Fire And Rain: The Beatles, Simon & Garfunkel, James Taylor CSNY and the lost story of 1970

January 01, 1970

(Da Capo Press)






Any of the groups and/or individuals named in author
David Browne’s title would be or have been worthy subjects for biography.
Browne’s contention that they are inextricably linked to the cultural and
political world events of the year 1970 is broadly accurate but not necessarily
as significant as presented. Ringo Starr joined the Beatles in 1961 and that
makes half a century of ongoing and unquestionable musical and cultural
significance for that band. Simon and Garfunkel had their first hit not long
after. As a music making duo, they, and legendary genius producer Tom Wilson
(Bob Dylan; Sun R; Frank Zappa; Velvet Underground; Soft Machine; Blues
Project) who added drums and electric instruments to the music tracks of “Sound
Of Silence,” are doubtless among the chief architects of what became
‘folk-rock’ – a rather stupid but fairly accurate term for a music that is
still vital. (Though it has been replaced in many ways by the term ‘Americana’ which conjures
up a grittier, earthier sound.)


It’s also certain that the Beatles and, to a
lesser degree, Simon, have produced music for the ages and are responsible for
songs that will probably go a good hundred years before becoming mostly titles
in music and other history books. Can the same be said for CSNY and James
Taylor? Doesn’t seem likely. Fame is fleeting for sure. And because it takes a lot to join people like Plato, Chaucer
and Shakespeare whose creative works have endured and whose names are still
familiar after half a century and more.


It’s even trickier with Western popular music.
Quick. Name three American popular songwriters from the 19th century. After listing Stephen Foster most would be hard pressed to come up
with another name. But of course Foster wasn’t the only popular songwriter
working in the 19th century geographical and cultural west. He may
not have even been the best. But for a combination of reasons that probably
included a good publicity machine in addition to the ability to write a catchy
tune, Foster’s music – some of it – has endured, and if his songs themselves
are no longer the stuff of Saturday night get-togethers, his name is still
familiar to a great many. Crosby etc. and Taylor may have been hugely popular
at one time and are hardly obscure now, but they were not groundbreakers on the
same level as the Beatles or even Simon. Reading
about them is interesting in a sort of National
way, but none except the Beatles have entered recent popular
mythology and legend in terms of who they are rather than what they did. Except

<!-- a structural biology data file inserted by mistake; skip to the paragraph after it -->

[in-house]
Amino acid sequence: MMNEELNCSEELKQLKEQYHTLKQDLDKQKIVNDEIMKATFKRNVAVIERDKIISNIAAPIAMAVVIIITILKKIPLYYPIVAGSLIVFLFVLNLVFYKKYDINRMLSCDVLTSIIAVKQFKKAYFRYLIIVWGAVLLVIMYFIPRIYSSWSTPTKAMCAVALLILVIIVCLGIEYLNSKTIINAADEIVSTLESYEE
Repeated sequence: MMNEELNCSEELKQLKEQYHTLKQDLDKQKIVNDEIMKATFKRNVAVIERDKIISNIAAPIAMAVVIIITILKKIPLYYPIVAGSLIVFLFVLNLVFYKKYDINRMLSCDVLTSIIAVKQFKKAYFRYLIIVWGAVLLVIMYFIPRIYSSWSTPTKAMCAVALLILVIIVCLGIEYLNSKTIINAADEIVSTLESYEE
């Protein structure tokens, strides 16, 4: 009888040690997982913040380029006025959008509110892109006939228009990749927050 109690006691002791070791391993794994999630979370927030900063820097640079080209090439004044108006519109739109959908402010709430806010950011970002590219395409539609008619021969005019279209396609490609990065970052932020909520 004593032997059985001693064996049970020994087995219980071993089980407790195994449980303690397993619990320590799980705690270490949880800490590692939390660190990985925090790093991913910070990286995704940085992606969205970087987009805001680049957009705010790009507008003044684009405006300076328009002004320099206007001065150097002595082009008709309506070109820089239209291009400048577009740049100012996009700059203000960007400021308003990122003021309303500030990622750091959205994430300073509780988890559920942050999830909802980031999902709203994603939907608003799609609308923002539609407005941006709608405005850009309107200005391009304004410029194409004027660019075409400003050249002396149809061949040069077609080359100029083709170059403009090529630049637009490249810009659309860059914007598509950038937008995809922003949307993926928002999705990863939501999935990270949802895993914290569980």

the Beatles (once again) and to a lesser degree (once again) Simon, these folks
were certainly of their times but whether or not they had much to do with
shaping them is up for debate.


Within the pages of Fire And Rain, Browne makes a personally inspired case. But in the
year in question Browne was only 12. By that age most folks have started to
realize what their long term musical interests will be and many have begun to
pay attention to the world around them that exists outside of home and school.
But reading Browne’s book one can’t help but think that recent history,
cultural history in particular, might best be left in the hands of those who
were more involved in it. There are plenty of people who were adults at the
time – who are still around and far from their dotage – with fairly clear
memories of the events of the time. Perhaps more important, despite the parts
that nostalgia, resentment, disappointment or revisionism may play, they have
memories of the atmosphere. They recall how it felt to pick up a newspaper or
turn on the evening TV news and find out that members of the United States armed forces had shot and killed
students at Jackson and Kent State Universities. In 1970 the memory of
100,000 music lovers gathering at Woodstock
the year before still inspired amazement and a little hippie smugness. Such
sense memories are hard to convey from the perspective of a near outsider. Browne
was in it but not really of it; a historian – albeit a good one –
rather than a true eyewitness.


It also seems just slightly off that the most
significant record in a 12 year-old boy’s collection (his first LP in fact) was
the then six year-old Simon and Garfunkel album Sounds Of Silence. No doubt Browne was not the only 12 year-old boy
to count that as a favorite but it seems an odd choice for an eye-opener or an
avatar, given that by 1970 there was so much quality stuff available and so
much of it accessible on radio. By then there were all of the original albums
from the Beatles, Jimi Hendrix and the Velvet Underground; the first two MC5
albums; the first three albums from the Band and Led Zeppelin; the first four
from Sly and the Family Stone and the early stirrings of heavy metal and punk.
In 1970 Dylan was already up to New
which wasn’t even the first of his many “comebacks.”


does a good job of keeping to the big picture, but still, a lot what is said about
Crosby and gang (except maybe Neil Young) and Taylor is not all that
interesting unless you are already an admirer. Crosby
for one has always come across as self-involved, self-indulgent and pompous
even for a pop star; there’s not much here to counter that. To his credit,
Browne never claims that Fire And Rain is
anything other than one man’s opinion. Here, he’s done some diligent research
for support and has included some choice anecdotal gossip to make a pretty
interesting and sometimes surprisingly informative book.   

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